ANU painting postgraduate blog

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decipering Deleuze and Guattari

Dear reading group, I’m finding the next reading a little dense to say the least. Could anyone suggest an adjunct text to help unpack its content? Any pithy suggestions would be welcome Vanessa.


July 20, 2009 - Posted by | Uncategorized


  1. I’m sorry about this, but it is important for me to understand this text as it appears to be a key theoretical context referenced by most artists working with animals. There is Brian Massumi’s ‘A user’s guide to Capitalism and Schizophrenia’. It is helpful to also read the introductions to ‘A Thousand Plateau’s’ itself, I probably should have included it with the excerpt.

    Comment by vanessa | July 21, 2009 | Reply

  2. I hope as artists we can agree that although it is dense writing, visual equivalences to the text form in the mind quite readily when reading it. I always read the text while thinking about art (including my own) in order to extrapolate. After Nicky’s request for suggestions, I began reading the text while thinking about Nicky’s work. In ‘Memories of a Naturalist’ and its articulation of how natural history (and theology) conceive of relationships between animals, I thought of your picturing of the exotic concept and found passages which appear to describe the thinking based on difference that form notions of the exotic. From page 234.”In the case of a series…conform in varying degrees to a single, eminent term, perfection, or quality as the principle behind the series. This is exactly what the theologians used to call an analogy of proportion…The first form of analogy [series] passes for the most sensible and popular,and requires imagination; but the kind of imagination it requires is a studious one that has to take branchings in the series into account, fill in apparent ruptures, ward off false resemblances and graduate the true ones…”On page 235, Understanding “the relationships between animals are bound up with the relations between man and animal, man and woman, man and child, man and the elements, man and the physical and microphysical universe.”In effect the ‘other’ according to man in the context of Western perspectives.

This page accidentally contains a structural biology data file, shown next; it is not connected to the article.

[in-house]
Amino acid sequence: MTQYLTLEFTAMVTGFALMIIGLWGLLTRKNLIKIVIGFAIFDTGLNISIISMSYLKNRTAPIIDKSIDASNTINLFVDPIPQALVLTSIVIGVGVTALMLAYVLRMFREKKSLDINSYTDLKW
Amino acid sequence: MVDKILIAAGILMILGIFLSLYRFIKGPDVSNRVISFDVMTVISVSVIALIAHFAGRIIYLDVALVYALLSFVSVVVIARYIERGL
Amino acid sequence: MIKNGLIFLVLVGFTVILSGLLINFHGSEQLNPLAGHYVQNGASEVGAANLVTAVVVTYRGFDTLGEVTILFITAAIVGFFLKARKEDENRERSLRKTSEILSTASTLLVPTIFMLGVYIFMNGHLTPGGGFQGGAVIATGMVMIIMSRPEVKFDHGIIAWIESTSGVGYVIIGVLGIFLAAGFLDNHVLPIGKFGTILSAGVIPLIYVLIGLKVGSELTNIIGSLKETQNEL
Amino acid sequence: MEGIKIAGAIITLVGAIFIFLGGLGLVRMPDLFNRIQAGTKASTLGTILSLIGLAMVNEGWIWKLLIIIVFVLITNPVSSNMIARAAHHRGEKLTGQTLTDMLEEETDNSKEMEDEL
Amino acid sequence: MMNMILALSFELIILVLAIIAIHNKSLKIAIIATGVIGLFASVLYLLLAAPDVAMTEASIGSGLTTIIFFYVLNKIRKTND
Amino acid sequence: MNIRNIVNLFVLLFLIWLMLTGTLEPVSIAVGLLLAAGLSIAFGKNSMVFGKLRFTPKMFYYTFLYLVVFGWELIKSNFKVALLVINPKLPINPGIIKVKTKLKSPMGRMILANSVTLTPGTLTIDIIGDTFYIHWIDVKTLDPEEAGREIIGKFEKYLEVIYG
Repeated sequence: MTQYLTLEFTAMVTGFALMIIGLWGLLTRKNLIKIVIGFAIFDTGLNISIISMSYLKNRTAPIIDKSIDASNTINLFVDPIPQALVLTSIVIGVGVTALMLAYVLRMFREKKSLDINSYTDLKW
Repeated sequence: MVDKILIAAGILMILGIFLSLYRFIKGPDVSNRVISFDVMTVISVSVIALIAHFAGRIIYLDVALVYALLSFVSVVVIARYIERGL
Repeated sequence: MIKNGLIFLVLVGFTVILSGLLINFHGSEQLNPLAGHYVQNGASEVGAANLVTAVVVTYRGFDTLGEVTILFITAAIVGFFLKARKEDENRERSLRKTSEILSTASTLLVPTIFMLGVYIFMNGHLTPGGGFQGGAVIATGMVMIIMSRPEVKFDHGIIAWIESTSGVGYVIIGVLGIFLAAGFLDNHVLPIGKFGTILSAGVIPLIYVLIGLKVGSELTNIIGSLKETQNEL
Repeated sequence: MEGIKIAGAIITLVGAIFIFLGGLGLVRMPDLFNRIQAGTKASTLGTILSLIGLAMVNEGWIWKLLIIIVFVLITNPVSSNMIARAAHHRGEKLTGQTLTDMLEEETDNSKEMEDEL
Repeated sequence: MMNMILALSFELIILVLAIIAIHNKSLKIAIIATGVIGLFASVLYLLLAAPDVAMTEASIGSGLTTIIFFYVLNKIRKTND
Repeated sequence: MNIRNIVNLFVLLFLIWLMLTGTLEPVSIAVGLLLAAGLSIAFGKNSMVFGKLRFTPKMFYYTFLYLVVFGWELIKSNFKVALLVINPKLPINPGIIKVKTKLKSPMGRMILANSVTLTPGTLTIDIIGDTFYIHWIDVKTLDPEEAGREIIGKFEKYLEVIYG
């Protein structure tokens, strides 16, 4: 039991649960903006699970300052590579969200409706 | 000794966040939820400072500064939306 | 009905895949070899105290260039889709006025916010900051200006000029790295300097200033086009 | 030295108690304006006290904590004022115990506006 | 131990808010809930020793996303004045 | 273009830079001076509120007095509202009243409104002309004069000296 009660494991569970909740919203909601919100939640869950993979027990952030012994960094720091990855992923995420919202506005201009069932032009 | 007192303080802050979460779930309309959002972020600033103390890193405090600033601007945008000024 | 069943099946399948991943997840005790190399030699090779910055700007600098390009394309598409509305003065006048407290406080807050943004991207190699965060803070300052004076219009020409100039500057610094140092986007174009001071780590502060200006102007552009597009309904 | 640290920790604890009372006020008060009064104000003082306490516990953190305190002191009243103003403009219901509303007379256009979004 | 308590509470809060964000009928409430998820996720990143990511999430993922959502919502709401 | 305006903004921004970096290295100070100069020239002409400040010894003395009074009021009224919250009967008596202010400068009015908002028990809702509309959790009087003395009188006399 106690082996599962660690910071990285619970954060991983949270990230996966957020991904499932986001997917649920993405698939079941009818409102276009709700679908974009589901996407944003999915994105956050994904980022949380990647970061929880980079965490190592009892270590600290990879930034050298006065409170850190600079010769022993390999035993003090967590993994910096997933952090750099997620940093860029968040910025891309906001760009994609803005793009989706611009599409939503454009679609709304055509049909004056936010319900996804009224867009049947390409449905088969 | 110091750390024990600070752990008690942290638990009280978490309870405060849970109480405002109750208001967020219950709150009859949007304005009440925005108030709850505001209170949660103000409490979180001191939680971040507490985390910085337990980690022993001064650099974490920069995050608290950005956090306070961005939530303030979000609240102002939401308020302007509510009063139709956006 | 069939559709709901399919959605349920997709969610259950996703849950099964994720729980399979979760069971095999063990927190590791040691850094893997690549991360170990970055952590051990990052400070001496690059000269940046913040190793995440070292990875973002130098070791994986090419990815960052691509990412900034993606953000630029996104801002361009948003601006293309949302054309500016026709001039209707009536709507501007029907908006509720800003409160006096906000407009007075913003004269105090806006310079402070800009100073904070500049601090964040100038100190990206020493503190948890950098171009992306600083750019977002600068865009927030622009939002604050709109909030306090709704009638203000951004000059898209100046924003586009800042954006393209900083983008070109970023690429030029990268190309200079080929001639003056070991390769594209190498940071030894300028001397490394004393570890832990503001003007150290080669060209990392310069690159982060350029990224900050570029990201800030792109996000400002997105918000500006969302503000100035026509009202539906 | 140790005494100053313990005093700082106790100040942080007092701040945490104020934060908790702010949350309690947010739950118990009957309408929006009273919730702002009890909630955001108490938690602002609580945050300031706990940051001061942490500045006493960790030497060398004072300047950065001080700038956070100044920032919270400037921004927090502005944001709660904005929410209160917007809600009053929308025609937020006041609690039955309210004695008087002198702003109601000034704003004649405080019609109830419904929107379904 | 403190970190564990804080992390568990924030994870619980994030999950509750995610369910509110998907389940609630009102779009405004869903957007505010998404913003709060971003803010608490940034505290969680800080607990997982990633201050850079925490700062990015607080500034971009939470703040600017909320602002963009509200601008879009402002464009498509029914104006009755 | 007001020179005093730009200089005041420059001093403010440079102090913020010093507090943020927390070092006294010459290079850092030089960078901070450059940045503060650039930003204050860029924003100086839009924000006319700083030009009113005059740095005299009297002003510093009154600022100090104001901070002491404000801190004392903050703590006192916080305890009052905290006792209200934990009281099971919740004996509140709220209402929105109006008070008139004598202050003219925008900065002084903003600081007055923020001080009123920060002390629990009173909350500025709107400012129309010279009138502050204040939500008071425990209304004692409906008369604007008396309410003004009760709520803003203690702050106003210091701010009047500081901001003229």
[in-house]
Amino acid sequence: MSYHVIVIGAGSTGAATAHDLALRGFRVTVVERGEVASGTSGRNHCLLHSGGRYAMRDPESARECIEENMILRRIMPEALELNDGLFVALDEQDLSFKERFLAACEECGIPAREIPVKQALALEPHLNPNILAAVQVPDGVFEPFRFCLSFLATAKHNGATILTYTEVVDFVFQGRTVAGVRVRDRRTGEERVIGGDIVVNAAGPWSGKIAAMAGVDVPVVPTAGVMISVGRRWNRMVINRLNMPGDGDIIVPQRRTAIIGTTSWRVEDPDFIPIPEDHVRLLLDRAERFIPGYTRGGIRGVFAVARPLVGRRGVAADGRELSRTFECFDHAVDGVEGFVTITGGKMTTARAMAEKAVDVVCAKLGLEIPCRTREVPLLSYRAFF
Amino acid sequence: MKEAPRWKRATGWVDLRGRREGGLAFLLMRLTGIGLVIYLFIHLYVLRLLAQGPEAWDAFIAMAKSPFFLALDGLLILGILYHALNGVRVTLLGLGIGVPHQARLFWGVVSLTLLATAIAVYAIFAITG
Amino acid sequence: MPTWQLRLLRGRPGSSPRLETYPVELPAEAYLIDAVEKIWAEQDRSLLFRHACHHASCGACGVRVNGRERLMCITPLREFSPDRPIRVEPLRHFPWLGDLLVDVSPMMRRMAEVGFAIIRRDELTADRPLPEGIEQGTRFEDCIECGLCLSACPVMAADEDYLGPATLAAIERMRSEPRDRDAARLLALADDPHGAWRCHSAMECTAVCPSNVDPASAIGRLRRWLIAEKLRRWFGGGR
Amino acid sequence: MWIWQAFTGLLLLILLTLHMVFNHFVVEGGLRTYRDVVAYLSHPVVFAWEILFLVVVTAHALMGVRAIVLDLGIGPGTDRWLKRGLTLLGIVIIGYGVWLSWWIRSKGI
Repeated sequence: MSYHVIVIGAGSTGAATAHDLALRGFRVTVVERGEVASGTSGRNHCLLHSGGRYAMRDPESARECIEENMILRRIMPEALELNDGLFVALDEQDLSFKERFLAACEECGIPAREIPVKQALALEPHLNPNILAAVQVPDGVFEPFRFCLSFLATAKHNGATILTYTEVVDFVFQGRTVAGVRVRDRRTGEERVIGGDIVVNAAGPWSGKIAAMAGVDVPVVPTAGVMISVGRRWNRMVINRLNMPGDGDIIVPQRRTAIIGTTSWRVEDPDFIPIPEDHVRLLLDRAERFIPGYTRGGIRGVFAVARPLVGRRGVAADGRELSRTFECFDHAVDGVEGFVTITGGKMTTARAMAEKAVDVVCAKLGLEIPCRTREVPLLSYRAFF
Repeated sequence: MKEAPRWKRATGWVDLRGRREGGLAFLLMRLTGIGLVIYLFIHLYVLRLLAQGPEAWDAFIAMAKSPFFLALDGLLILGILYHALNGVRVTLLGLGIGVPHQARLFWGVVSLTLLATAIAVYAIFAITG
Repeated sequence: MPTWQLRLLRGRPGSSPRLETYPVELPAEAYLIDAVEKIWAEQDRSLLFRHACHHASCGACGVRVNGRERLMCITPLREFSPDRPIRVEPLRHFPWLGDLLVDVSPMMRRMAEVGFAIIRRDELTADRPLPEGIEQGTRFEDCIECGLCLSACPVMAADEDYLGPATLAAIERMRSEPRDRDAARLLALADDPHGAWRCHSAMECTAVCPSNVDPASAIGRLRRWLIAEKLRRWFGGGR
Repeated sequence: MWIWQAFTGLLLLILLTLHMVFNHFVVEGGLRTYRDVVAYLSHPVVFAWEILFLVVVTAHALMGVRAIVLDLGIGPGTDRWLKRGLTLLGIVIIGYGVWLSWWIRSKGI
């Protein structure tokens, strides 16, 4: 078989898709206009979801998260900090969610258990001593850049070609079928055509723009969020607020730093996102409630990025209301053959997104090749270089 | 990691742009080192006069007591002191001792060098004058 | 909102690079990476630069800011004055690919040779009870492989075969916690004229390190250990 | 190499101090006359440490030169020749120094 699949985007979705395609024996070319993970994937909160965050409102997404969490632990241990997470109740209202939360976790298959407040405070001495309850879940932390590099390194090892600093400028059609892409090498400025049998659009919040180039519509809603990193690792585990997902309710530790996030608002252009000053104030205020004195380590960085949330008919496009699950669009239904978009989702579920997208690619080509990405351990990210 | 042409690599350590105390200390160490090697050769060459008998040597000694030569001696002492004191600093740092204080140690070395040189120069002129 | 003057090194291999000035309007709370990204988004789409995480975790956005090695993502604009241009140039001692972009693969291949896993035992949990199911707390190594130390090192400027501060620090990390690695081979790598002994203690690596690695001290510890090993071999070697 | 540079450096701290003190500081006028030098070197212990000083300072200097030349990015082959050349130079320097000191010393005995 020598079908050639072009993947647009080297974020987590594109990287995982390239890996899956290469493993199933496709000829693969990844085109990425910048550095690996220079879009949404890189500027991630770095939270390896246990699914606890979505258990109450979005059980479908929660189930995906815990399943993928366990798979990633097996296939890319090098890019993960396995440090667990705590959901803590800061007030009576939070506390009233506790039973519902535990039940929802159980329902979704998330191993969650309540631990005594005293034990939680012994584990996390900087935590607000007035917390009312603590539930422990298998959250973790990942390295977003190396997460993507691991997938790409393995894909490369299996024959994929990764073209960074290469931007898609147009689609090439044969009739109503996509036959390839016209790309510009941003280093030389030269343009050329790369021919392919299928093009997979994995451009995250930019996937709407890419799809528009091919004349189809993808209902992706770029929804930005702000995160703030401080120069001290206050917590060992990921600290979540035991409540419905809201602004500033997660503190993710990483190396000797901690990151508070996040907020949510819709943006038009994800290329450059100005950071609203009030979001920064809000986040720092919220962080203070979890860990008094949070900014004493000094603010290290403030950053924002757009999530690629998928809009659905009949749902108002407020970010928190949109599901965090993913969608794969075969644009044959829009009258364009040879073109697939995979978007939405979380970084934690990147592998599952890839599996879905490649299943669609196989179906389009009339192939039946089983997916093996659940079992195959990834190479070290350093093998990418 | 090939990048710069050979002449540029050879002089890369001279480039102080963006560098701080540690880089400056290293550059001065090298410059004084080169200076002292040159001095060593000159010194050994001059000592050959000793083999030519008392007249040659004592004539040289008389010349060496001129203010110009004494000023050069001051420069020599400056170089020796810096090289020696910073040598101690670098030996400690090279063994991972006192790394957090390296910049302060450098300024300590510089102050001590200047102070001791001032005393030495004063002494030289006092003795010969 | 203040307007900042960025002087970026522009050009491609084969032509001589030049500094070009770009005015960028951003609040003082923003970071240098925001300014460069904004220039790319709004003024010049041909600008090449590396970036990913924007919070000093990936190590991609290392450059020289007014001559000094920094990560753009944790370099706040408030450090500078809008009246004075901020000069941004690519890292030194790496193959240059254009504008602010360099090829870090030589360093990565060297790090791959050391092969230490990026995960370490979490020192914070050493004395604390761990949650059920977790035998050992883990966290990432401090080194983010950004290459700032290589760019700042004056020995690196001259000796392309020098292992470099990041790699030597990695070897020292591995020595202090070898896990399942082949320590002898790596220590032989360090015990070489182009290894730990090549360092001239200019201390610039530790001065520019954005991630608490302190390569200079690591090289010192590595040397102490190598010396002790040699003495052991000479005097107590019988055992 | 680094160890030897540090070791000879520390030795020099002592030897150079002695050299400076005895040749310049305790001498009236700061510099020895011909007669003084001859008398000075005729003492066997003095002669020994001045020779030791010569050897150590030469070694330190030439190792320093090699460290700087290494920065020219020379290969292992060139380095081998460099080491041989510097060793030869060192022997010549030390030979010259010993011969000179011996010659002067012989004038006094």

I am interested in how the text critically examines this concept of other (at the foundation of structuralism) and offers becoming as an alternative. Examples of becoming are offered, beginning with Willard’s identification with a rat and confrontation with the pack (multiplicity) as a prominent feature of Becoming-Animal, Becoming-Imperceptible. 1730-5 is noted for the prevalence of vampires (p.237), “Structuralism clearly does not account for these becomings, since it is designed precisely to deny or at least denigrate their existence.”